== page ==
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Mixed messages on US jobs leaves the market little wiser

Jobs blast through expectations
The May US jobs report showed the economy added 339,000 jobs in May, well above the 195,000 consensus expectation – the range of 100,000-250,000 was a narrow one. Upward revisions to the past two months totalled 93,000, underscoring the strength of job creation. This is a survey of employers and it shows that private employment rose 283,000 with private education & health yet again the key jobs engine, adding 97,000 while leisure and hospitality increased 48,000 and professional/business service added 64,000. Government employment rose by 56,000 while manufacturing and IT saw employment fall by 2000 and 9000, respectively.

3.7%
May unemployment rate
But unemployment and wages tell a different story
However, we then have the unemployment rate jumping to 3.7% from 3.4%. This is calculated from a different survey – one of American households, such as yours or mine. It showed household employment fell 310,000 while the number of Americans classifying themselves as unemployed rose 440,000! So pick which survey you prefer and react accordingly.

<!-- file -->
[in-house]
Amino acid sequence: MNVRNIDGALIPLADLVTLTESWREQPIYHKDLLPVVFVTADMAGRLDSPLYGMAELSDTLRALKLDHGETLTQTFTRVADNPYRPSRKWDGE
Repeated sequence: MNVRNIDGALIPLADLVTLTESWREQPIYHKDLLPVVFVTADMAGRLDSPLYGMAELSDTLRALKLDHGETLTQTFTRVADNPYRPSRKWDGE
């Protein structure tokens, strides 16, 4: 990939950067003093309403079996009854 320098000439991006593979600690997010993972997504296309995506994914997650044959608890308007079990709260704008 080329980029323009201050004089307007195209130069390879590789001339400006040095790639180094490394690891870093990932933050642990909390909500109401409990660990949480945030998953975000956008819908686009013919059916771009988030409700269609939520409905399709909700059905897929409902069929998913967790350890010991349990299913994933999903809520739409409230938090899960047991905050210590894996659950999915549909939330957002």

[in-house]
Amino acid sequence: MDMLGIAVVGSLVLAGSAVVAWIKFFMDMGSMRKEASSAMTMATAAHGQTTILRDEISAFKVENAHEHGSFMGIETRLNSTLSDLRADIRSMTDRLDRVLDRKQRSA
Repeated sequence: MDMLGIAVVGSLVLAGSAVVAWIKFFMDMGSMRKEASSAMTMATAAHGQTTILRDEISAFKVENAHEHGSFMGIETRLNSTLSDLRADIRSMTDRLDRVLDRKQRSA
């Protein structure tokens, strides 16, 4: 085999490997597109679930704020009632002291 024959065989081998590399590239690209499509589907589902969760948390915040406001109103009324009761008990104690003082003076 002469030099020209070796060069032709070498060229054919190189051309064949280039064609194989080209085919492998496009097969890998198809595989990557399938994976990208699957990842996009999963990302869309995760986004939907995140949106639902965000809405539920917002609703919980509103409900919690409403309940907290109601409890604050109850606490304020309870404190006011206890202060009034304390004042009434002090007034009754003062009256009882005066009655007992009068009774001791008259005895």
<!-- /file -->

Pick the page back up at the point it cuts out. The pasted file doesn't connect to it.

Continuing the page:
Rounding out the numbers we have average hourly wage growth moderating, as expected, to 0.3% month-on-month from last month’s 0.5% (downwardly revised to 0.4%). This leaves the annual rate of hourly earnings wage growth at 4.3% – which as the chart below shows is moving in a direction the Federal Reserve would like to see. The contradiction between strong demand for workers amid an apparent dearth of supply yet softening wage pressures is remarkable, but something the Fed will happily take.

June “skip” still most likely, but a hot CPI print could make it a very close call
Market rate hike expectations have edged a little higher on the back of this very mixed report. Such divergent outcomes between the household survey and the payrolls number mean that the June FOMC “skip” narrative is seemingly holding for now. Remember, too, that labour data is the most lagging of all the data releases and is the worst guide for where the economy is actually heading.

We’ll get to hear a lot of unscheduled Fed speakers in the next couple of hours as they get in ahead of the midnight cut-off for commenting on rates ahead of the 14 June FOMC meeting and that will help firm up expectations a little more. Our house view is that we are at the peak for the Fed funds target range, but we have to remember that we get CPI the day ahead of the June 14 FOMC meeting and a 0.4% MoM print for the core rate (as the consensus is currently expecting) or 0.5% could yet swing the market back in favour of a hike.
Source: ING

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